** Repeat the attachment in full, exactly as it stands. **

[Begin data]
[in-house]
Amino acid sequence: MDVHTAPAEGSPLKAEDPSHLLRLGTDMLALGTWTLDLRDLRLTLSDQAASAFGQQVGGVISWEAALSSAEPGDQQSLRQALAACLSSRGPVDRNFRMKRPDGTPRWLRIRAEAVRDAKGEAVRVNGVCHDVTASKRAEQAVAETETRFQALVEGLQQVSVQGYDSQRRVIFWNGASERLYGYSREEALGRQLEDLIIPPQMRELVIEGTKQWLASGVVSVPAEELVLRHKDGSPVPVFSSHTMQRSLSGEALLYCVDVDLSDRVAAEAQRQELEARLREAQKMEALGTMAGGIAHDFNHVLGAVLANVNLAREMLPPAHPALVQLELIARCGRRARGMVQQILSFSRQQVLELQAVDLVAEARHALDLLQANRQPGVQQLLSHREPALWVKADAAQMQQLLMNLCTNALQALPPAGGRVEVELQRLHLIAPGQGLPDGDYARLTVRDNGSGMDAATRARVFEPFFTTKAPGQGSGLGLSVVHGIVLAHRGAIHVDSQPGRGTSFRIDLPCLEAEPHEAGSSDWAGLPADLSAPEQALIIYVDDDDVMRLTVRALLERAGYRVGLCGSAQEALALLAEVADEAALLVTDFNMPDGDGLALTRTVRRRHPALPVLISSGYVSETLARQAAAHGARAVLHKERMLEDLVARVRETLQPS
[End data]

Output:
[in-house]
Amino acid sequence: MDVHTAPAEGSPLKAEDPSHLLRLGTDMLALGTWTLDLRDLRLTLSDQAASAFGQQVGGVISWEAALSSAEPGDQQSLRQALAACLSSRGPVDRNFRMKRPDGTPRWLRIRAEAVRDAKGEAVRVNGVCHDVTASKRAEQAVAETETRFQALVEGLQQVSVQGYDSQRRVIFWNGASERLYGYSREEALGRQLEDLIIPPQMRELVIEGTKQWLASGVVSVPAEELVLRHKDGSPVPVFSSHTMQRSLSGEALLYCVDVDLSDRVAAEAQRQELEARLREAQKMEALGTMAGGIAHDFNHVLGAVLANVNLAREMLPPAHPALVQLELIARCGRRARGMVQQILSFSRQQVLELQAVDLVAEARHALDLLQANRQPGVQQLLSHREPALWVKADAAQMQQLLMNLCTNALQALPPAGGRVEVELQRLHLIAPGQGLPDGDYARLTVRDNGSGMDAATRARVFEPFFTTKAPGQGSGLGLSVVHGIVLAHRGAIHVDSQPGRGTSFRIDLPCLEAEPHEAGSSDWAGLPADLSAPEQALIIYVDDDDVMRLTVRALLERAGYRVGLCGSAQEALALLAEVADEAALLVTDFNMPDGDGLALTRTVRRRHPALPVLISSGYVSETLARQAAAHGARAVLHKERMLEDLVARVRETLQPS